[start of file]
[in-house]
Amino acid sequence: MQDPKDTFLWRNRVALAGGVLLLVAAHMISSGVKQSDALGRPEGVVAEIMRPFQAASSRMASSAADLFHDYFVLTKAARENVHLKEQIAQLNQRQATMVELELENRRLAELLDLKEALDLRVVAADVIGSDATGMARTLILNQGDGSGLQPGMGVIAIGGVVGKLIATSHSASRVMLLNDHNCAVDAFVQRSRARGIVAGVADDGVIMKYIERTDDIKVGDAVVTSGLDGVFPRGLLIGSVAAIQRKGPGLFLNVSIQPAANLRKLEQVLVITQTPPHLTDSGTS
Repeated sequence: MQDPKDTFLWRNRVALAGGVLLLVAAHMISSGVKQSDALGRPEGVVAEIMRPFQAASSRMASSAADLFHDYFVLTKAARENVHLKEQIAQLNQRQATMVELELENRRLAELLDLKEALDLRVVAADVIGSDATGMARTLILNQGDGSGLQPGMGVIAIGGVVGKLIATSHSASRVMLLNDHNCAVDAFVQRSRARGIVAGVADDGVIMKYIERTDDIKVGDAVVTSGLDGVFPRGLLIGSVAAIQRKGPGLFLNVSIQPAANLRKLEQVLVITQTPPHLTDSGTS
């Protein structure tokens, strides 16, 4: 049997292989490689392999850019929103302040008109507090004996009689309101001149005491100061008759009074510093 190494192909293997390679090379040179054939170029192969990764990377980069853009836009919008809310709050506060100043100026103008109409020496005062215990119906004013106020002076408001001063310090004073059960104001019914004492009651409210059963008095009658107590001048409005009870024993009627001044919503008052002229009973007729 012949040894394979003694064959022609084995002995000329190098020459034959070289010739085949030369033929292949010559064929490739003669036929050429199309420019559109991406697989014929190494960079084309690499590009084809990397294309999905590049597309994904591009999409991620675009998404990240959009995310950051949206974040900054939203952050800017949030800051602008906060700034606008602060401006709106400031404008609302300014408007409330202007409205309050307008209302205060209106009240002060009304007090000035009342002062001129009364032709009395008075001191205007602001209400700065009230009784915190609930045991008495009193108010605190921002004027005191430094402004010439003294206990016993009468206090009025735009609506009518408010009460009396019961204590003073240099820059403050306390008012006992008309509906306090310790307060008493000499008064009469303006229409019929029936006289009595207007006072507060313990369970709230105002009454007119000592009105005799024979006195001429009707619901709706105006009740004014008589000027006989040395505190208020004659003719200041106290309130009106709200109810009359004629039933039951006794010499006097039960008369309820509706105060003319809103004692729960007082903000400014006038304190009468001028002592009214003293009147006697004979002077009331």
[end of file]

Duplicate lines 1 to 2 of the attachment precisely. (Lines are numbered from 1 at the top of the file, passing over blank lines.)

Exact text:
[in-house]
Amino acid sequence: MQDPKDTFLWRNRVALAGGVLLLVAAHMISSGVKQSDALGRPEGVVAEIMRPFQAASSRMASSAADLFHDYFVLTKAARENVHLKEQIAQLNQRQATMVELELENRRLAELLDLKEALDLRVVAADVIGSDATGMARTLILNQGDGSGLQPGMGVIAIGGVVGKLIATSHSASRVMLLNDHNCAVDAFVQRSRARGIVAGVADDGVIMKYIERTDDIKVGDAVVTSGLDGVFPRGLLIGSVAAIQRKGPGLFLNVSIQPAANLRKLEQVLVITQTPPHLTDSGTS